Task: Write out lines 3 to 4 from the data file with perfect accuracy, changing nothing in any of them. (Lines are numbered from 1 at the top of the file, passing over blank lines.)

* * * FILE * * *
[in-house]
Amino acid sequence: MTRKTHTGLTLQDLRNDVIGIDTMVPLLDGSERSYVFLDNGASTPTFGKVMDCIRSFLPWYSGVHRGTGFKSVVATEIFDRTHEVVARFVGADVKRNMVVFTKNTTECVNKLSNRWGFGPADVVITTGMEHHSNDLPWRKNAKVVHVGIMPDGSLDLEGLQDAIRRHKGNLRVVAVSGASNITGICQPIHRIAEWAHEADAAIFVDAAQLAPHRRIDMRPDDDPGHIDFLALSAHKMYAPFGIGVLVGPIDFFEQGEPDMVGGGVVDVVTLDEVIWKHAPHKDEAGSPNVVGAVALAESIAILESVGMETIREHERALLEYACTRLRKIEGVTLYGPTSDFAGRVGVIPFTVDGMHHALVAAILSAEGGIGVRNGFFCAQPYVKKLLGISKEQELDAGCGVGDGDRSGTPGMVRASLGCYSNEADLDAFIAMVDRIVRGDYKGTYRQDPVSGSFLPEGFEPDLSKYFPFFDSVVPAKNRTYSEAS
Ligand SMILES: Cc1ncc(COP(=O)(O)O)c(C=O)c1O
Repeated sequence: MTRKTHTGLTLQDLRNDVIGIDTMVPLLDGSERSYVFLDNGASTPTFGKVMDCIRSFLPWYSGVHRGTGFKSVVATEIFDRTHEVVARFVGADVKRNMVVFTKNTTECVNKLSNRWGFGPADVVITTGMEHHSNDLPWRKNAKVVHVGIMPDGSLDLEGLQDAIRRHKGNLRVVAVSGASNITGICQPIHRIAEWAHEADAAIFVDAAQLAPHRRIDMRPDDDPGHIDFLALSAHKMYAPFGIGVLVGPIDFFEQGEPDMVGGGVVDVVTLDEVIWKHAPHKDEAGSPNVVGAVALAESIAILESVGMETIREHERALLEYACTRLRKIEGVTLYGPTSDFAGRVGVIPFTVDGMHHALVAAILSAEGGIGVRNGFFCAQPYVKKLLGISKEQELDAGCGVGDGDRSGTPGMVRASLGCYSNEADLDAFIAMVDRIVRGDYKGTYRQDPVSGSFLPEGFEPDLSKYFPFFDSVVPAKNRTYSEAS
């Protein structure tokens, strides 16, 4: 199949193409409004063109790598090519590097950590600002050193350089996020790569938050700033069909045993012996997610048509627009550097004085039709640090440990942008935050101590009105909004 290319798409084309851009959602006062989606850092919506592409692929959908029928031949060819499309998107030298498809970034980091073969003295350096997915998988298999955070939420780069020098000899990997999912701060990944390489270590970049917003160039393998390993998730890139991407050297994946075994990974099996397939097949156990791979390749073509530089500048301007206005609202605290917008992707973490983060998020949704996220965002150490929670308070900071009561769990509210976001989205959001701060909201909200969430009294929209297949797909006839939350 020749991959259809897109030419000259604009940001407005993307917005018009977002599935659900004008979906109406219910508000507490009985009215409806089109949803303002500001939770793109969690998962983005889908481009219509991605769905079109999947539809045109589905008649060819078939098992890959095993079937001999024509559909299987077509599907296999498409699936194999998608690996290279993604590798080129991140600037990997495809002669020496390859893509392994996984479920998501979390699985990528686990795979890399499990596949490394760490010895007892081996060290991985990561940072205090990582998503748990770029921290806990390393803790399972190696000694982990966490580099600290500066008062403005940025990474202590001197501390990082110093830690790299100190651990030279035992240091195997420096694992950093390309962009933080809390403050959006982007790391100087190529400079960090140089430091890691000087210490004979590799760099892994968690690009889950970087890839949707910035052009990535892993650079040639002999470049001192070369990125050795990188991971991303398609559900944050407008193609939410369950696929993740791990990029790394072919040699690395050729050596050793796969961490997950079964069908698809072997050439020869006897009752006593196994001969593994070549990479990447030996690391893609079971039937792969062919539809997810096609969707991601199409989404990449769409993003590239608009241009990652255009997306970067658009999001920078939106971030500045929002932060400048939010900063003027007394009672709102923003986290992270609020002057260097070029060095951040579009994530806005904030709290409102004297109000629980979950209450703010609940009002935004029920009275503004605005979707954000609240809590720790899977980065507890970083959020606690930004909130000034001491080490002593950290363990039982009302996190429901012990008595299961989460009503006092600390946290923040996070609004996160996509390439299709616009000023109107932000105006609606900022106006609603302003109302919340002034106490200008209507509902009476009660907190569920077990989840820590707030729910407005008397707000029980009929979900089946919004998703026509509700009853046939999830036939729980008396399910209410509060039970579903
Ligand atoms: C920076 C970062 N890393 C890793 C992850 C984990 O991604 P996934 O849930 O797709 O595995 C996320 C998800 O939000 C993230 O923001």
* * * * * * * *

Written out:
Ligand SMILES: Cc1ncc(COP(=O)(O)O)c(C=O)c1O
Repeated sequence: MTRKTHTGLTLQDLRNDVIGIDTMVPLLDGSERSYVFLDNGASTPTFGKVMDCIRSFLPWYSGVHRGTGFKSVVATEIFDRTHEVVARFVGADVKRNMVVFTKNTTECVNKLSNRWGFGPADVVITTGMEHHSNDLPWRKNAKVVHVGIMPDGSLDLEGLQDAIRRHKGNLRVVAVSGASNITGICQPIHRIAEWAHEADAAIFVDAAQLAPHRRIDMRPDDDPGHIDFLALSAHKMYAPFGIGVLVGPIDFFEQGEPDMVGGGVVDVVTLDEVIWKHAPHKDEAGSPNVVGAVALAESIAILESVGMETIREHERALLEYACTRLRKIEGVTLYGPTSDFAGRVGVIPFTVDGMHHALVAAILSAEGGIGVRNGFFCAQPYVKKLLGISKEQELDAGCGVGDGDRSGTPGMVRASLGCYSNEADLDAFIAMVDRIVRGDYKGTYRQDPVSGSFLPEGFEPDLSKYFPFFDSVVPAKNRTYSEAS